Page 302

the statute permitting apportionment of the trustee's compensation between principal and income and, so far as the record goes, there is nothing to indicate that he anticipated such a shrinkage of gross income or the increased costs of administration of the trust. The testator did not say, as did the settlor in Old Colony Trust Co. v. Walker, 319 Mass. 325 , that the trustee's compensation was to be paid out of income. The testator made no mention of compensation. He did provide that, after the deduction of all proper charges and expenses, the net income should be paid to the life beneficiaries. In Heard v. Eldredge, 109 Mass. 258 , it was held in a somewhat similarly phrased will that brokerage commissions incurred in investing trust funds should be charged to income. No question of apportionment was involved. There is nothing to indicate that such commissions were rapidly increasing in amounts after the death of the decedent in that case. The facts there differed from the facts here. It was said in Jordan v. Jordan, 192 Mass. 337 , 346, that the practice of charging brokerage commissions to income was too well settled to be disturbed although, "If the question were open, objections which perhaps could be soundly urged against this rule would call for careful examination, but the rule has been so long settled, and presumably followed by trustees, that it ought not to be disturbed." In the session next after this decision, the Legislature enacted St. 1907, c. 371, now G. L. (Ter. Ed.) c. 203, Section 22, providing that such commissions should be charged to principal "Unless otherwise expressly provided by the trust instrument." The testator in the instant case authorized the trustee in its discretion to charge brokerage commissions to income and to determine whether returns from investments "shall be considered as principal or income and to apportion them accordingly." It is plain that in respect to brokerage commissions he left it to the trustee to decide whether they were proper charges against income although he made no mention of the trustee's compensation which undoubtedly would be a much larger expense than brokerage commissions. It is also significant that he had

Page 303

in mind the apportionment between principal and income in reference to the income from investments but he made no mention of apportionment of the trustee's compensation. It is urged that such an omission indicated an intent that there should be no such apportionment and further that it was unnecessary, as the item for this expense was included in the proper charges and expenses which were to be deducted before the net income was computed and paid to the life beneficiaries. There is strength in this contention, but it is outweighed by the dominant purpose of the will to benefit those who were undoubtedly near and dear to the testator and to whom he intended to give an income which would be subject to market fluctuations during their lives but not one which would be materially reduced by a great and unexpected rise in the cost of administration of the trust. The downward trend in the income could be checked to an appreciable degree by apportioning between principal and income the expenses of administering the trust. The will is to be interpreted reasonably to carry out its principal object. Giving weight to the natural solicitude of a father for his daughters, we are of opinion that permitting an apportionment would not be inconsistent with the testator's testamentary plan and is fairly required in the circumstances presented. We think the case comes within the general principles stated in Harvard Trust Co. v. Duke, 304 Mass. 414 , and the decisions which follow it, many of which have already been cited. The present tendency of legislation and decisions is to extend some measure of relief to life beneficiaries, who usually are the immediate and chief concern of a testator, from hardships not thought of nor anticipated by him by permitting equitable adjustments between principal and income unless otherwise clearly forbidden by the trust instrument. For the allocation of trustee's compensation between principal and income, see uniform principal and income act, Section 12, 9 U. L. A. page 602; Scott, Trusts, Section 241A, enumerating the recent adoption in other States of statutes having a purpose similar to St. 1941, c. 36; Nossaman, Trust Administration & Taxation,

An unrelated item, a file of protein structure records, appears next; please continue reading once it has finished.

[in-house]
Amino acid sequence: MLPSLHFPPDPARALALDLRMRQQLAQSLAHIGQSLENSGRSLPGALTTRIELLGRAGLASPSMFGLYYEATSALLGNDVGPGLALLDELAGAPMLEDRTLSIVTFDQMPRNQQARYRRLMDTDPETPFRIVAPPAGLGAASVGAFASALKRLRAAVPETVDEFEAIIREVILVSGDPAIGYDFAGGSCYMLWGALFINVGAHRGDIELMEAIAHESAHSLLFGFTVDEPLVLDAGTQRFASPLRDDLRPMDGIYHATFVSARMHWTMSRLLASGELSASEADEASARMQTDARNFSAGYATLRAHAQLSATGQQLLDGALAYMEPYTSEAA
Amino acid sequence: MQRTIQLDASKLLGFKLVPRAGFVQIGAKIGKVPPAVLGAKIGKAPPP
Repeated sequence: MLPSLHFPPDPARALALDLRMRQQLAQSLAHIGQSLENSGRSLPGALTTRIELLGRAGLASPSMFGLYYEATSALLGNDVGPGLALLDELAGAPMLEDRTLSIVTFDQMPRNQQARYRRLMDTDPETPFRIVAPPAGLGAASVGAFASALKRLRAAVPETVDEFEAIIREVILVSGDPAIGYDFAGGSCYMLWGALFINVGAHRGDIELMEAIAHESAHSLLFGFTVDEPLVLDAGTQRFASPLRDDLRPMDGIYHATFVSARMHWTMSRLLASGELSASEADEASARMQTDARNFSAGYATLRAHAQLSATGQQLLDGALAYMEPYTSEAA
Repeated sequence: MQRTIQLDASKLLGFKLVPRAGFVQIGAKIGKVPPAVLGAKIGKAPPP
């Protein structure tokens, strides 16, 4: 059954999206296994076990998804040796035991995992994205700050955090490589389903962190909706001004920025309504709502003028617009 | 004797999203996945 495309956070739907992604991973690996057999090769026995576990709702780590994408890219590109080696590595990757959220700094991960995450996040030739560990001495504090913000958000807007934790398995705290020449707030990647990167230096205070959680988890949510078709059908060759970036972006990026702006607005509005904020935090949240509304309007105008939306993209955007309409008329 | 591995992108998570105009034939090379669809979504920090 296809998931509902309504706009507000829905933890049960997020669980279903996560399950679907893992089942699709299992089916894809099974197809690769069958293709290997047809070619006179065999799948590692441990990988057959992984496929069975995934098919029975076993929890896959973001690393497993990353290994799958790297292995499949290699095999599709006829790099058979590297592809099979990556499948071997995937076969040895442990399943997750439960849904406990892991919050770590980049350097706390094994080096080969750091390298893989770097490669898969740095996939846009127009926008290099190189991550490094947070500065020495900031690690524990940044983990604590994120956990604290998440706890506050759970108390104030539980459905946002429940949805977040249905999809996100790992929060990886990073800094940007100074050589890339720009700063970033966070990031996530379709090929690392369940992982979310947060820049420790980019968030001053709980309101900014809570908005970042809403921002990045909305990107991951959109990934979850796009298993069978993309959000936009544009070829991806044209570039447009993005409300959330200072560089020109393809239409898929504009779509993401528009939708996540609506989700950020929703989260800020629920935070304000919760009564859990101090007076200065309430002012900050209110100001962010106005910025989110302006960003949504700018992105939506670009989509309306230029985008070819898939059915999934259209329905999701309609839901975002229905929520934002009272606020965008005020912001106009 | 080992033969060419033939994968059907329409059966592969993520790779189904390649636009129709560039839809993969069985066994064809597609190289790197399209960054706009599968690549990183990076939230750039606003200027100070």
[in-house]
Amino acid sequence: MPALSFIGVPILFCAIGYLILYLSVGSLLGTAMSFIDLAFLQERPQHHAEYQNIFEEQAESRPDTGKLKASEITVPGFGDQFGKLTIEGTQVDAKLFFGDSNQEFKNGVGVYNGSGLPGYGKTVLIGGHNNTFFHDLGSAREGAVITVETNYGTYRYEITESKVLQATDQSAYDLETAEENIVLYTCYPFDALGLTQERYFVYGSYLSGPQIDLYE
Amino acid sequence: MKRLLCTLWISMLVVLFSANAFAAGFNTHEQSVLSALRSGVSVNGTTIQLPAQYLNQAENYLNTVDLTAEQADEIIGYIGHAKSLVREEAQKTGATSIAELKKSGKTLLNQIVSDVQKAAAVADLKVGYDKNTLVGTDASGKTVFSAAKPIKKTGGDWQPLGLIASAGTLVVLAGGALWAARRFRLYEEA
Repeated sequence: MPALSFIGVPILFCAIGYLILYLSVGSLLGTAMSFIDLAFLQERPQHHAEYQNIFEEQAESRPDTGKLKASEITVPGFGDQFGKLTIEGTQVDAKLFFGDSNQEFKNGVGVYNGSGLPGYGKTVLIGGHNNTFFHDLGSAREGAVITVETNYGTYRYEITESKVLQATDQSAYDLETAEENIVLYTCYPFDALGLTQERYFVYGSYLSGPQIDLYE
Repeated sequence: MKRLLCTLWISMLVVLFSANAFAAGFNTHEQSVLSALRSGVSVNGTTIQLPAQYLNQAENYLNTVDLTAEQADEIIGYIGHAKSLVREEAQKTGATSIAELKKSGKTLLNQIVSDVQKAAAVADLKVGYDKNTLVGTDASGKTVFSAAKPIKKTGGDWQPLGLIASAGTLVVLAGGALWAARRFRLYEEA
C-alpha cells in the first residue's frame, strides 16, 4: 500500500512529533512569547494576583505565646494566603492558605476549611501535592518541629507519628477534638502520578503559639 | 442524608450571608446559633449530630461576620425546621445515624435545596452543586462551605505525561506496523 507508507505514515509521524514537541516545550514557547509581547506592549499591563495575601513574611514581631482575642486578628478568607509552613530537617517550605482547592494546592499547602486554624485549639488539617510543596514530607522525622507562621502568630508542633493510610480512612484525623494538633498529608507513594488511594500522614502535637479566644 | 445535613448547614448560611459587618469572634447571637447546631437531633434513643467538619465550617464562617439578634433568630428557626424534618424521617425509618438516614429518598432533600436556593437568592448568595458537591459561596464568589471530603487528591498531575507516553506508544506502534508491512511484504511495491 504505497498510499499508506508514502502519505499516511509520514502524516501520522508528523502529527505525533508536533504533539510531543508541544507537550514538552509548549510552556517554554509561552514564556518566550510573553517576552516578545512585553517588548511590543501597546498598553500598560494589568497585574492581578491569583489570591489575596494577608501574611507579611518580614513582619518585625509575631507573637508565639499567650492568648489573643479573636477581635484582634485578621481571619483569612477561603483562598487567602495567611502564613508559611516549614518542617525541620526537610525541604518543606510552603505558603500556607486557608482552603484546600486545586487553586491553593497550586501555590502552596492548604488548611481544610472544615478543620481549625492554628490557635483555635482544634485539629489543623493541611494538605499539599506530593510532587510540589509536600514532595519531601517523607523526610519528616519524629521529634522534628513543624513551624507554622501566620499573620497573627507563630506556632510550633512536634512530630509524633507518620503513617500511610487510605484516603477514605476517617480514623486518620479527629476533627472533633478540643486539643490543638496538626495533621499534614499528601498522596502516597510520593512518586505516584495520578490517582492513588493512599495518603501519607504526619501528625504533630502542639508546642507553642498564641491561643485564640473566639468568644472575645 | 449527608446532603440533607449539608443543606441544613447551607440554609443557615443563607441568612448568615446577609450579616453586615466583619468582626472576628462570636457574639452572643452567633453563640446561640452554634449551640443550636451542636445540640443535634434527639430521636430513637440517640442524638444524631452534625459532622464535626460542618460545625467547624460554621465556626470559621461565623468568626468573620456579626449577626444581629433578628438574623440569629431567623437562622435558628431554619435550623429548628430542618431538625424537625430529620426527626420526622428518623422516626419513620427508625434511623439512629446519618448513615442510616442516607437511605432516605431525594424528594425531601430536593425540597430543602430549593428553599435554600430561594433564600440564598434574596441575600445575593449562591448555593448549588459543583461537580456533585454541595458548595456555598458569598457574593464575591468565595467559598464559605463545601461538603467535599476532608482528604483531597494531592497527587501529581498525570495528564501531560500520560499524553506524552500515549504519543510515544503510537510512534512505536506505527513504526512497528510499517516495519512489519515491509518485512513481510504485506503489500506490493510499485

Page 304

Section 256; Matter of Pennock, 285 N. Y. 475; Estate of Quinn, 64 R. I. 322; 1 A. L. R. (2d) 1328. Compare Bridgeport-City Trust Co. v. First National Bank & Trust Co. 124 Conn. 472.

The judge was right in finding that the charges of the trustee were fair and reasonable and so was the apportionment of these charges between principal and income, but he was wrong in ruling that the will prohibited such apportionment. The final decree is reversed and a decree is to be entered allowing the accounts as presented.

So ordered.


[Note 1] The will was executed on January 16, 1930, and a codicil on November 7, 1933; both were filed for probate on April 11, 1934. -- REPORTER.